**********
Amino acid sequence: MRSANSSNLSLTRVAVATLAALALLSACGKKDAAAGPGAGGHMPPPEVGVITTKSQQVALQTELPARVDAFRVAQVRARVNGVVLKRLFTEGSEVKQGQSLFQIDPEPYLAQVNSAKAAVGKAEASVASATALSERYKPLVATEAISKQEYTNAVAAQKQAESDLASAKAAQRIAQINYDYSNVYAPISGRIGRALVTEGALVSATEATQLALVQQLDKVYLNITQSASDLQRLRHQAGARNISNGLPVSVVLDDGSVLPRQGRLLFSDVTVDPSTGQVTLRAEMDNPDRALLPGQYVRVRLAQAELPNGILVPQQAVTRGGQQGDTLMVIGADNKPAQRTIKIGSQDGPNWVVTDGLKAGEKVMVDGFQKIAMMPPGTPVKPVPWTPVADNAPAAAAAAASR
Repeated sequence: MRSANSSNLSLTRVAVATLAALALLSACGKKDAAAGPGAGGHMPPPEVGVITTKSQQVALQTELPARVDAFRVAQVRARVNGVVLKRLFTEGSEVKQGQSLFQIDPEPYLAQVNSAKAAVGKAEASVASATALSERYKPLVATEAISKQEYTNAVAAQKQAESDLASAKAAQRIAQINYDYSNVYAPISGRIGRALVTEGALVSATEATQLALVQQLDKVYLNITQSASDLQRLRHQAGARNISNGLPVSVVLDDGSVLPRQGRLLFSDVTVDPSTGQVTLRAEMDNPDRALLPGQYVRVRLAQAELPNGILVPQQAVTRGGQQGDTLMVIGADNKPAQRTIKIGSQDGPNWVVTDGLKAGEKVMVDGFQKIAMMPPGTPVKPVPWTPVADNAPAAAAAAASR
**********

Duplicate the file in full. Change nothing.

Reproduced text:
Amino acid sequence: MRSANSSNLSLTRVAVATLAALALLSACGKKDAAAGPGAGGHMPPPEVGVITTKSQQVALQTELPARVDAFRVAQVRARVNGVVLKRLFTEGSEVKQGQSLFQIDPEPYLAQVNSAKAAVGKAEASVASATALSERYKPLVATEAISKQEYTNAVAAQKQAESDLASAKAAQRIAQINYDYSNVYAPISGRIGRALVTEGALVSATEATQLALVQQLDKVYLNITQSASDLQRLRHQAGARNISNGLPVSVVLDDGSVLPRQGRLLFSDVTVDPSTGQVTLRAEMDNPDRALLPGQYVRVRLAQAELPNGILVPQQAVTRGGQQGDTLMVIGADNKPAQRTIKIGSQDGPNWVVTDGLKAGEKVMVDGFQKIAMMPPGTPVKPVPWTPVADNAPAAAAAAASR
Repeated sequence: MRSANSSNLSLTRVAVATLAALALLSACGKKDAAAGPGAGGHMPPPEVGVITTKSQQVALQTELPARVDAFRVAQVRARVNGVVLKRLFTEGSEVKQGQSLFQIDPEPYLAQVNSAKAAVGKAEASVASATALSERYKPLVATEAISKQEYTNAVAAQKQAESDLASAKAAQRIAQINYDYSNVYAPISGRIGRALVTEGALVSATEATQLALVQQLDKVYLNITQSASDLQRLRHQAGARNISNGLPVSVVLDDGSVLPRQGRLLFSDVTVDPSTGQVTLRAEMDNPDRALLPGQYVRVRLAQAELPNGILVPQQAVTRGGQQGDTLMVIGADNKPAQRTIKIGSQDGPNWVVTDGLKAGEKVMVDGFQKIAMMPPGTPVKPVPWTPVADNAPAAAAAAASR